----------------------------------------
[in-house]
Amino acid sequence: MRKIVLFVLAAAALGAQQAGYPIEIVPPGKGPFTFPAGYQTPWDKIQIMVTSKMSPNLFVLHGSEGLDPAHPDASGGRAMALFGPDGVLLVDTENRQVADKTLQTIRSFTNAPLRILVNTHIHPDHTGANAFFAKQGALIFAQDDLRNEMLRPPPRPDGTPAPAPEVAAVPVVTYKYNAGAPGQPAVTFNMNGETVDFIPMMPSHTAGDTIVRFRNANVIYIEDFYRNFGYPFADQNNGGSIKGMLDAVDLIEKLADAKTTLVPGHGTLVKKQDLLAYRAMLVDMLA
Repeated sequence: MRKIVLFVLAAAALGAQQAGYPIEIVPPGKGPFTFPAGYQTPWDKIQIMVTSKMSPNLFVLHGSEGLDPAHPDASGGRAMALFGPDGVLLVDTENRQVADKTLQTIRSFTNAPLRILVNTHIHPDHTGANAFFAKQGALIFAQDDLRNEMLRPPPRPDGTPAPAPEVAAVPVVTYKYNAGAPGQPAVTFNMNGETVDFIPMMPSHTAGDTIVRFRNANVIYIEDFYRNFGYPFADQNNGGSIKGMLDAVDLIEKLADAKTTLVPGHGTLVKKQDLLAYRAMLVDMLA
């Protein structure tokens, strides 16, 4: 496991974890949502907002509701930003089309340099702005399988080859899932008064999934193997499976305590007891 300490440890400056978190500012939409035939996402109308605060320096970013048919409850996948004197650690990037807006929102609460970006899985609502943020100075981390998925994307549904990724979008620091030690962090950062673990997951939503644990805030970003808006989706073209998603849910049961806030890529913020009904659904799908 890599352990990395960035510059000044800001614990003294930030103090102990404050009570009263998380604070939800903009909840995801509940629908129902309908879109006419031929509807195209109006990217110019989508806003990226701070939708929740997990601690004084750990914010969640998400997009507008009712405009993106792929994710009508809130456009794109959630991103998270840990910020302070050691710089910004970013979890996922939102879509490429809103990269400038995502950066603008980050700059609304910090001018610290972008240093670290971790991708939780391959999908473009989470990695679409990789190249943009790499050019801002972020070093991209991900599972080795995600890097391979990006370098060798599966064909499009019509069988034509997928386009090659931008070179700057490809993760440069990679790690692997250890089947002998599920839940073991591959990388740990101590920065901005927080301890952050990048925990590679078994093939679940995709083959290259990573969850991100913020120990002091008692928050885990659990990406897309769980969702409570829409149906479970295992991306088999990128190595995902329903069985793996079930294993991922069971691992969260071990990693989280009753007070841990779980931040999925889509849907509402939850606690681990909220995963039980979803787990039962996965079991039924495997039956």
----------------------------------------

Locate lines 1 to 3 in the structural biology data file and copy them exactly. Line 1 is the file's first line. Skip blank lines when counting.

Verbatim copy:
[in-house]
Amino acid sequence: MRKIVLFVLAAAALGAQQAGYPIEIVPPGKGPFTFPAGYQTPWDKIQIMVTSKMSPNLFVLHGSEGLDPAHPDASGGRAMALFGPDGVLLVDTENRQVADKTLQTIRSFTNAPLRILVNTHIHPDHTGANAFFAKQGALIFAQDDLRNEMLRPPPRPDGTPAPAPEVAAVPVVTYKYNAGAPGQPAVTFNMNGETVDFIPMMPSHTAGDTIVRFRNANVIYIEDFYRNFGYPFADQNNGGSIKGMLDAVDLIEKLADAKTTLVPGHGTLVKKQDLLAYRAMLVDMLA
Repeated sequence: MRKIVLFVLAAAALGAQQAGYPIEIVPPGKGPFTFPAGYQTPWDKIQIMVTSKMSPNLFVLHGSEGLDPAHPDASGGRAMALFGPDGVLLVDTENRQVADKTLQTIRSFTNAPLRILVNTHIHPDHTGANAFFAKQGALIFAQDDLRNEMLRPPPRPDGTPAPAPEVAAVPVVTYKYNAGAPGQPAVTFNMNGETVDFIPMMPSHTAGDTIVRFRNANVIYIEDFYRNFGYPFADQNNGGSIKGMLDAVDLIEKLADAKTTLVPGHGTLVKKQDLLAYRAMLVDMLA